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Liskeard

About Liskeard  |  Weather


Liskeard is a large country town noteworthy for its cattle fairs, held on the second Monday in each month. Though Liskeard is not a holiday resort, many motorists and others passing through are tempted by its attractive appearance to interrupt their journey; and the town is the centre for several interesting short excursions. Five miles to the north is Caradon Hill (1,213 ft.) the site of the formerly prolific South Caradon copper mine and of the far-famed Cheese-wring and the Hurlers. Near Liskeard also are two of the best known of the Cornish Holy Wells—St. Keyne and St. Cleer. The latter stands well up on the Cornish moors. 

A comparison between these moors and Dartmoor may cause a smile, but there is a good deal of similarity, and the bracing crispness of Caradon air deserves to be as highly esteemed as that of Princetown. Liskeard itself is several hundred feet above sea-level, and is noted for its bracing air. From the Castle Park (475 ft. high) extensive views may be obtained.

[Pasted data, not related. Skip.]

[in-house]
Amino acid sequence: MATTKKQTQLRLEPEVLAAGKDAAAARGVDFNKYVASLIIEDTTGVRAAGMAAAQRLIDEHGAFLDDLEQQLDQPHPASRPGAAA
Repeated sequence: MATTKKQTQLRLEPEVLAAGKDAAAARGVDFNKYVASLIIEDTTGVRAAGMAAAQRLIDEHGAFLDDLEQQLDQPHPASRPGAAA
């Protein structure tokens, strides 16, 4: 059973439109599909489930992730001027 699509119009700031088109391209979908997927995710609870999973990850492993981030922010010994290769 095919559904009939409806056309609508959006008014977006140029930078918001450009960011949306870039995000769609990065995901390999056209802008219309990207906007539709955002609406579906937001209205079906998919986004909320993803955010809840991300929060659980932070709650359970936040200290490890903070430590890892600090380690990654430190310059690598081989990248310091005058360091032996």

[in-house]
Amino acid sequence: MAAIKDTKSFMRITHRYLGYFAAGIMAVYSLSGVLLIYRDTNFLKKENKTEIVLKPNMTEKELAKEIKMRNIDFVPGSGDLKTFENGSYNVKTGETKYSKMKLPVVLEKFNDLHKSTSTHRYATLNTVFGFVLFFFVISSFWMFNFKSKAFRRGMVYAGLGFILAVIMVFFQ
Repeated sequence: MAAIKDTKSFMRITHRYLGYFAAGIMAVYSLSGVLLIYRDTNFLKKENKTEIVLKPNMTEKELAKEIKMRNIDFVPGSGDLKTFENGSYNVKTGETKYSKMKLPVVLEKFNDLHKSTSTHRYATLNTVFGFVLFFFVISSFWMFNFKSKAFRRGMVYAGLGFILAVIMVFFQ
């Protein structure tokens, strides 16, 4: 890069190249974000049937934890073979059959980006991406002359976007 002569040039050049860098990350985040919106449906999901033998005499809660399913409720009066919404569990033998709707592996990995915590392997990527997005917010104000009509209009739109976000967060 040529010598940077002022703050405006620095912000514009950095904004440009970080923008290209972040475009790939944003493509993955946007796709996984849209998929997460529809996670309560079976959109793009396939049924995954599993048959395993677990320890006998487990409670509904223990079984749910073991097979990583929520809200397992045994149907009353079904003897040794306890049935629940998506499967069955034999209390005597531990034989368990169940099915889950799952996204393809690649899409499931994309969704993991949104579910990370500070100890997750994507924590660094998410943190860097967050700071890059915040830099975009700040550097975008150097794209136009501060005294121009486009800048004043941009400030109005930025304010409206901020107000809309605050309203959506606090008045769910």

The Church (open daily) is very fine and the second largest in the county. The granite tower, 85 feet in height, was completed in 1903. There are eight bells, dating from 1735 to 1819. The pulpit, a good piece of carving, bears the date 1636. 

Liskeard flourished as a result of its mineral wealth (tin, copper and granite). It was one of the five original Stannary towns. The copper ore came from the Caradon mines and the granite from the Cheese-wring quarry. Last century a canal linked Liskeard with Looe on the coast, but by 1859 the railway had taken over. This line is still open. 

   

 

       

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